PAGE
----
- It drains your battery fast. Tethering is more power-intensive than browsing from your phone and as a result, your battery gets drained pretty fast. If you have a phone that comes with a spare battery, this isn’t much of an issue but otherwise you might find yourself attached to the charger all they long.
- Most likely you won’t be able to use your phone for voice calls while you tether. This isn’t always the case because there are carriers that provide the ability to tether and talk at the same time but it could be a bit of an inconvenience, if they don’t. In this case, if you need your mobile for calls while you tether, you will have to drop the tethering connection first and then talk.
The disadvantages of tethering aren’t impossible to live with, so if you are looking for reliable broadband alternatives, put this on top of your list. As you’ll see next, there are some very good tethering plans to choose from.
Networks that Allow Tethering
If you want to make tethering part of your life, here is a list of who allows it and who doesn’t:
|Three||Inclusive with all plans you can tether data within your allowance|
|Virgin||New customers from 24th Jan 2013 are not allowed to use their data allowance for tethering|
|Vodafone||Since 1st June 2011, all new customers can use their data allowance for tethering. Add-ons are recommended for regular or high usage|
|Giffgaff||Tethering is allowed on goodybags that have a limited allowance however, it is not allowed on goodybags with unlimited data. The £20 goodybag has a 6GB tethering limit|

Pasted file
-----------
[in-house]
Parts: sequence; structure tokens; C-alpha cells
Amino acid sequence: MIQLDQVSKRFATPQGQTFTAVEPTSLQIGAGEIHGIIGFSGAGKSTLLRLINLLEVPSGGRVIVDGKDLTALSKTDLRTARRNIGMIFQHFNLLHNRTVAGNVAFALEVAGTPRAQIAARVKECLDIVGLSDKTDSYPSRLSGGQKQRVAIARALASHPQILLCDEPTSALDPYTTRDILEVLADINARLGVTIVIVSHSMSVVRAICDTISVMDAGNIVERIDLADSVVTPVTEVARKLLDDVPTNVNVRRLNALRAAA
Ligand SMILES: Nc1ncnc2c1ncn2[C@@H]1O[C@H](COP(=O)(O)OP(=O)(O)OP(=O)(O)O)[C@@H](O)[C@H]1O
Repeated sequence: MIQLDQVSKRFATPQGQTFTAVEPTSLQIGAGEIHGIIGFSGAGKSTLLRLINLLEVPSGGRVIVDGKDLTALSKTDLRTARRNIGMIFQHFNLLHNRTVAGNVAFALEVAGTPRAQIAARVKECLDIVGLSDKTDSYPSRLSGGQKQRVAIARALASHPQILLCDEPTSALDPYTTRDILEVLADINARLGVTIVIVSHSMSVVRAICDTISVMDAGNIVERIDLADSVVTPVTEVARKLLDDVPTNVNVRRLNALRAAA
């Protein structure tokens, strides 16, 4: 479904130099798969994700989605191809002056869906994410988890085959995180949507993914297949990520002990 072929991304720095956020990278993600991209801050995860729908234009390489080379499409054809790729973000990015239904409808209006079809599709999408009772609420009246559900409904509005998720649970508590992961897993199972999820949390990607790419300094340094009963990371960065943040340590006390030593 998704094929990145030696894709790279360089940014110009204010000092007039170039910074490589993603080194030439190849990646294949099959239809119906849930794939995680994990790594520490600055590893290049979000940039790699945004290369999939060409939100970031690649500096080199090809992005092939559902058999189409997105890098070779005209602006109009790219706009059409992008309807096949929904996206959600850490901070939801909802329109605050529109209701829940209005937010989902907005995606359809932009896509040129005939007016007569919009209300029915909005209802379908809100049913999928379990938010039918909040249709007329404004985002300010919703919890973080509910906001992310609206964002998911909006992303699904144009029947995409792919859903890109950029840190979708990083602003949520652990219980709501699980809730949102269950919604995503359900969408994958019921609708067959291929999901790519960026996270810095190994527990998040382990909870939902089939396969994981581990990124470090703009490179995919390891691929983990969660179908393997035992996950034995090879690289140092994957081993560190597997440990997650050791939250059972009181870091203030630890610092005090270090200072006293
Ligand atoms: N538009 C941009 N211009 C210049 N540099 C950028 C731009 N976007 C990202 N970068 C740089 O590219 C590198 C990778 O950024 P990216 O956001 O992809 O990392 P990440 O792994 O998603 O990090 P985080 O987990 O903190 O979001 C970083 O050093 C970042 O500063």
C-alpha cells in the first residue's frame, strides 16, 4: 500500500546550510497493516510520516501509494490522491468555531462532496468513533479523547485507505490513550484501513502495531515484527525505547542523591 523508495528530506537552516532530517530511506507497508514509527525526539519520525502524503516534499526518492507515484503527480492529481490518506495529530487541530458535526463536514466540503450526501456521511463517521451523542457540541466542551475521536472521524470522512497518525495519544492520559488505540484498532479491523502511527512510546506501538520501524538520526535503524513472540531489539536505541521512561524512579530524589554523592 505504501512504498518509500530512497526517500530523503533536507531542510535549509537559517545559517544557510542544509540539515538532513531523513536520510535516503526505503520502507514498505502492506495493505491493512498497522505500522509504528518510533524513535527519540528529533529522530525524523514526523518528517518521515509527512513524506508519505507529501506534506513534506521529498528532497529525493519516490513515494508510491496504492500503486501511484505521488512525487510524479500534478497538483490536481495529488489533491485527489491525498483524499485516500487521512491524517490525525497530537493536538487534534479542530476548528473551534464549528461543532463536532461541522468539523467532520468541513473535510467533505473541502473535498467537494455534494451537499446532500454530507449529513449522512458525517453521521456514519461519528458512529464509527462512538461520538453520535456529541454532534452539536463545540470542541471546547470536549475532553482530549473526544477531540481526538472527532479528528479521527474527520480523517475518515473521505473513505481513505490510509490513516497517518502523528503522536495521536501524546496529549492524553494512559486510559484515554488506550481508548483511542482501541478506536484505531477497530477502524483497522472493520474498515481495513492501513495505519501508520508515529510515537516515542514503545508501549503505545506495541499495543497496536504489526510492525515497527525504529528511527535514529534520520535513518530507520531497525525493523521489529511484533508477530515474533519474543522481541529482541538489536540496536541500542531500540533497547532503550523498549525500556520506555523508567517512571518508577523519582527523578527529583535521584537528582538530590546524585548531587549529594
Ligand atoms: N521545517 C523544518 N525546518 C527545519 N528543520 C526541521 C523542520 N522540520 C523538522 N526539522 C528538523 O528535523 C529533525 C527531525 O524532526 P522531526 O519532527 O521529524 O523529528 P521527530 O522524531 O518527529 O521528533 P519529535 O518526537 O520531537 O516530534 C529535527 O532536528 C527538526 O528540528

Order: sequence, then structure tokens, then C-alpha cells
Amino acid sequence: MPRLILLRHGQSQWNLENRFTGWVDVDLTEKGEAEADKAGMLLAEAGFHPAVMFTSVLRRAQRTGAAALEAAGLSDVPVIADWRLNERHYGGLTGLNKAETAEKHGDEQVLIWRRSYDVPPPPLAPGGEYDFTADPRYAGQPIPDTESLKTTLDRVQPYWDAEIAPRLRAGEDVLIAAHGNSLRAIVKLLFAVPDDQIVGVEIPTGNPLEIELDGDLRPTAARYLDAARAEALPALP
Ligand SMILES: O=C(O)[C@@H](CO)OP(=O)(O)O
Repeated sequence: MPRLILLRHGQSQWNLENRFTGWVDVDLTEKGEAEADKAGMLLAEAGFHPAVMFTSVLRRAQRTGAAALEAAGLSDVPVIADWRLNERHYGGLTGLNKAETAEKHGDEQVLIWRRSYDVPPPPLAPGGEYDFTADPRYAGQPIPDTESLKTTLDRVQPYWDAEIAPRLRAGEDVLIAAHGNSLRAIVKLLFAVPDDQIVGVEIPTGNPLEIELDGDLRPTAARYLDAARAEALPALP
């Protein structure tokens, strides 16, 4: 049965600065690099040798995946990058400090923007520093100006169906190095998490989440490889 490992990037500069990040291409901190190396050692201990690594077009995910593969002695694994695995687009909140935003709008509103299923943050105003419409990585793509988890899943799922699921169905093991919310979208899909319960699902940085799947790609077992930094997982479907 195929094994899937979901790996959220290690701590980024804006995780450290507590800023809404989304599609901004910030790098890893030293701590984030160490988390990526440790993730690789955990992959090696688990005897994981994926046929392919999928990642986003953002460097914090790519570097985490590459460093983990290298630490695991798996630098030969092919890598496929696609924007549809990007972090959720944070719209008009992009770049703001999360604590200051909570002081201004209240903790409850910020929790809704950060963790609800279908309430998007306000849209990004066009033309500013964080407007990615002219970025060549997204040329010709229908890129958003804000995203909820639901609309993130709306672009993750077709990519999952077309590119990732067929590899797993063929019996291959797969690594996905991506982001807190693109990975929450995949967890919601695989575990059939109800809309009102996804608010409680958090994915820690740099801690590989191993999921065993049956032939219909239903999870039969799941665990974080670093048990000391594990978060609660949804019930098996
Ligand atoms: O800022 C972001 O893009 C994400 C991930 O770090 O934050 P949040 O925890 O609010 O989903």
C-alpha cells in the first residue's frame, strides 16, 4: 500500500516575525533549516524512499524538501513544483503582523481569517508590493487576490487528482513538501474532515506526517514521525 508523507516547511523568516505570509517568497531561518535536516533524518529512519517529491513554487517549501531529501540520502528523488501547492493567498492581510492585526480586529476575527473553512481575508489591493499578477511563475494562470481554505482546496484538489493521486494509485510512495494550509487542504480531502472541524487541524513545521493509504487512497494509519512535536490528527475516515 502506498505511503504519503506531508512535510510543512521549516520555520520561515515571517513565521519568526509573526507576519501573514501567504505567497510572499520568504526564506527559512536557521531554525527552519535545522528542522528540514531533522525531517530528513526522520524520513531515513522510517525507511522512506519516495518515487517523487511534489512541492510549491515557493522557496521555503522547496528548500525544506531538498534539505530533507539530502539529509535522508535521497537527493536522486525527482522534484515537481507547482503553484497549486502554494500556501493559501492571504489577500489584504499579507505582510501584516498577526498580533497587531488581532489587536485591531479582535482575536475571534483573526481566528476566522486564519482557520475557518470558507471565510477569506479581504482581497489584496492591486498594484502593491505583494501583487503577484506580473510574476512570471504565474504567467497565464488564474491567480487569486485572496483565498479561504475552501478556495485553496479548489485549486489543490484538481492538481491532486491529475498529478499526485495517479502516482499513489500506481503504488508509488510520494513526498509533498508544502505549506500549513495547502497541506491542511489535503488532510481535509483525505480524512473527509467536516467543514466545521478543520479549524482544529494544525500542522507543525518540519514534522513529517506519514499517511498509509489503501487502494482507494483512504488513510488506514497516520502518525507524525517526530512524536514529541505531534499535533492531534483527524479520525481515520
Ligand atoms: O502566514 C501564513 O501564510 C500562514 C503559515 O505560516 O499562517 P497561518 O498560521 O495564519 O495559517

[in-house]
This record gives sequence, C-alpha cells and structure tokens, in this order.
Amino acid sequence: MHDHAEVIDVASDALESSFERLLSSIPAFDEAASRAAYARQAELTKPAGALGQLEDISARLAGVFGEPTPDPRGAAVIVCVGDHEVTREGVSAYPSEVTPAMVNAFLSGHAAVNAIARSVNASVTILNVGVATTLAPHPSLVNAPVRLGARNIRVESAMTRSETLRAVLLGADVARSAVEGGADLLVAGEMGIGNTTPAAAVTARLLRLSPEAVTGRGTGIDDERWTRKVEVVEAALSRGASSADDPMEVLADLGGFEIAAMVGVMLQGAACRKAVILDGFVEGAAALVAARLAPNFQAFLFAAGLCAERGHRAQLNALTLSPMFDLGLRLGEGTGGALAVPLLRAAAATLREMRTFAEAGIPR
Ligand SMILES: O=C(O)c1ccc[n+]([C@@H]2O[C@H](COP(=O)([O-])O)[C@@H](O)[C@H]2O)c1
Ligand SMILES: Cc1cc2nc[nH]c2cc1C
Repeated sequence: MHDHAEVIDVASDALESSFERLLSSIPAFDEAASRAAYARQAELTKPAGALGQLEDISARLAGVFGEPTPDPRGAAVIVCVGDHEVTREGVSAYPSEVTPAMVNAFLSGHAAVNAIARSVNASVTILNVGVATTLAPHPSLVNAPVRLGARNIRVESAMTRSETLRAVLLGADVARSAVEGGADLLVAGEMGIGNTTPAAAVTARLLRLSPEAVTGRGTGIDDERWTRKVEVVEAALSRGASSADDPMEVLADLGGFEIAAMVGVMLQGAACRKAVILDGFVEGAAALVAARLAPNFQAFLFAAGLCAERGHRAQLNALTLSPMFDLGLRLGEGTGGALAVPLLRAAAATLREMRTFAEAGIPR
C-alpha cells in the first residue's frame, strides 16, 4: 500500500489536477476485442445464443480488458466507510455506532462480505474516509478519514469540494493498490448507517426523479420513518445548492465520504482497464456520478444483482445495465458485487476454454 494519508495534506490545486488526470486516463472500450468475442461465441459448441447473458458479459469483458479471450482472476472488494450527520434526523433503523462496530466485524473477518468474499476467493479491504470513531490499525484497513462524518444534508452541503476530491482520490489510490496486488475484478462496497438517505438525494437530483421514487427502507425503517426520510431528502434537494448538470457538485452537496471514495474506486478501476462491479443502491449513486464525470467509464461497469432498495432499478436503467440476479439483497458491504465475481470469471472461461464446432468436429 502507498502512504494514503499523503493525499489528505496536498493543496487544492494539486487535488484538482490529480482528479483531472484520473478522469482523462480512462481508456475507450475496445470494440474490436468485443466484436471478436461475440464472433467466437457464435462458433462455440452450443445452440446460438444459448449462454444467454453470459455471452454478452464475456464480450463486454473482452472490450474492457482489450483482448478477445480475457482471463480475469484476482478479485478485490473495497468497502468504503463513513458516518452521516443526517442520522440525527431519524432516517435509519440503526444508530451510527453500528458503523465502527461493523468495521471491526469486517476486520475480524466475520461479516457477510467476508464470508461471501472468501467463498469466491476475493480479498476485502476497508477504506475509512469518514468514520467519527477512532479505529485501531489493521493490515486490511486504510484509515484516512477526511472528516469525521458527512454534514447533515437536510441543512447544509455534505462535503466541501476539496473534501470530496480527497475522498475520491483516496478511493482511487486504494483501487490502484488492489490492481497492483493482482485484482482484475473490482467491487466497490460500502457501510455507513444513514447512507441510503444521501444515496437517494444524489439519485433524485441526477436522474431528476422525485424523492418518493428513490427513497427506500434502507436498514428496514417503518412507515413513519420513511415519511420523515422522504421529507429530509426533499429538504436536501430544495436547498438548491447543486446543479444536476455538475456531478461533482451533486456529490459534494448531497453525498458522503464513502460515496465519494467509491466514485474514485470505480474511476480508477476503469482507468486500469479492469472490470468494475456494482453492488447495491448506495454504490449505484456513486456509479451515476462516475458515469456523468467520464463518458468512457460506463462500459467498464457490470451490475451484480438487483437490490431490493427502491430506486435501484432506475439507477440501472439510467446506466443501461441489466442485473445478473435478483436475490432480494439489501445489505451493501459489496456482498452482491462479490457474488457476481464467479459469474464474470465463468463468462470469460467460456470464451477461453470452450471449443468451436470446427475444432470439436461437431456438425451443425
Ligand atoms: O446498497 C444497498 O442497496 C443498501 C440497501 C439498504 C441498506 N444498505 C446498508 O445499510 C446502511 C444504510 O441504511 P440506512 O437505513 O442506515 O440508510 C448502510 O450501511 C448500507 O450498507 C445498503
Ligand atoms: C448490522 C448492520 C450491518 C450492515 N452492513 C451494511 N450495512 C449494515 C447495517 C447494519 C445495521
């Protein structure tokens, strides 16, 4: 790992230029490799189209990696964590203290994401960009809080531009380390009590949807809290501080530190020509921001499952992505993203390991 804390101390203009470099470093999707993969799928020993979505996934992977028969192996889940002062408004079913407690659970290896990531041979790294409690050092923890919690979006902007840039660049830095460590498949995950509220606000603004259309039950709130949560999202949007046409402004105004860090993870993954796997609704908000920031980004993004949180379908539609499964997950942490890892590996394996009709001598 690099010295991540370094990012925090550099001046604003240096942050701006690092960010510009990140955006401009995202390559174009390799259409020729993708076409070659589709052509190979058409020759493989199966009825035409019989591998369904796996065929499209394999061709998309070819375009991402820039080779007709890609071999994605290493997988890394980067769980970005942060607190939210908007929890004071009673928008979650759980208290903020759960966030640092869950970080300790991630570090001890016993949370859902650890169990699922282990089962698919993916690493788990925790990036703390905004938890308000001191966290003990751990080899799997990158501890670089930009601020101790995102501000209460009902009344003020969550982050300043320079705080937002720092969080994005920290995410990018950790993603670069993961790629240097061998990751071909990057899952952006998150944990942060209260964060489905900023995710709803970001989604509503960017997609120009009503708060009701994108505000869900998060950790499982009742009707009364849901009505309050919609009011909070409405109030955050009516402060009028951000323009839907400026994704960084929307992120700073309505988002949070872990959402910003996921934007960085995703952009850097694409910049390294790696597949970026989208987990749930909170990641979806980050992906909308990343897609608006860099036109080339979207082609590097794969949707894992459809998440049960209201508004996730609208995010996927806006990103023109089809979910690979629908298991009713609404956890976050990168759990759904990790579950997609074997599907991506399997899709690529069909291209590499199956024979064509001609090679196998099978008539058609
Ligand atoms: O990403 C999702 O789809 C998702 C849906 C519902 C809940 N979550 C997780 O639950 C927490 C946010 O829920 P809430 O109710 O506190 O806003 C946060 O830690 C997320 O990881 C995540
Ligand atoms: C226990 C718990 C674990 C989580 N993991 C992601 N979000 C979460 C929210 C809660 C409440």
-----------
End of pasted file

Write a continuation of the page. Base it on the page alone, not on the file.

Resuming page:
|O2||Allowed on all pay monthly plans with data|
|EE||Tethering is included with your personal data allowance|
|Tesco||Tethering is included with your personal data allowance|
|Talktalk||Doesn’t allow tethering.|
How to Set Tethering on Your Device
The answer to this question is most likely to be found in the documentation of your mobile. The exact procedure won’t be described here because with so many devices you can use for tethering, this will become an endless list. Instead, you must check the instructions from your device manufacturer. If there are no instructions there or if you use a popular operating system, here are some links to detailed tutorials how to set tethering on Android and iPhone. You might also want to check these instructions for a personal hotspot, they could be useful as well.
Alternatively, check out this iPhone to iPad tethering demonstration: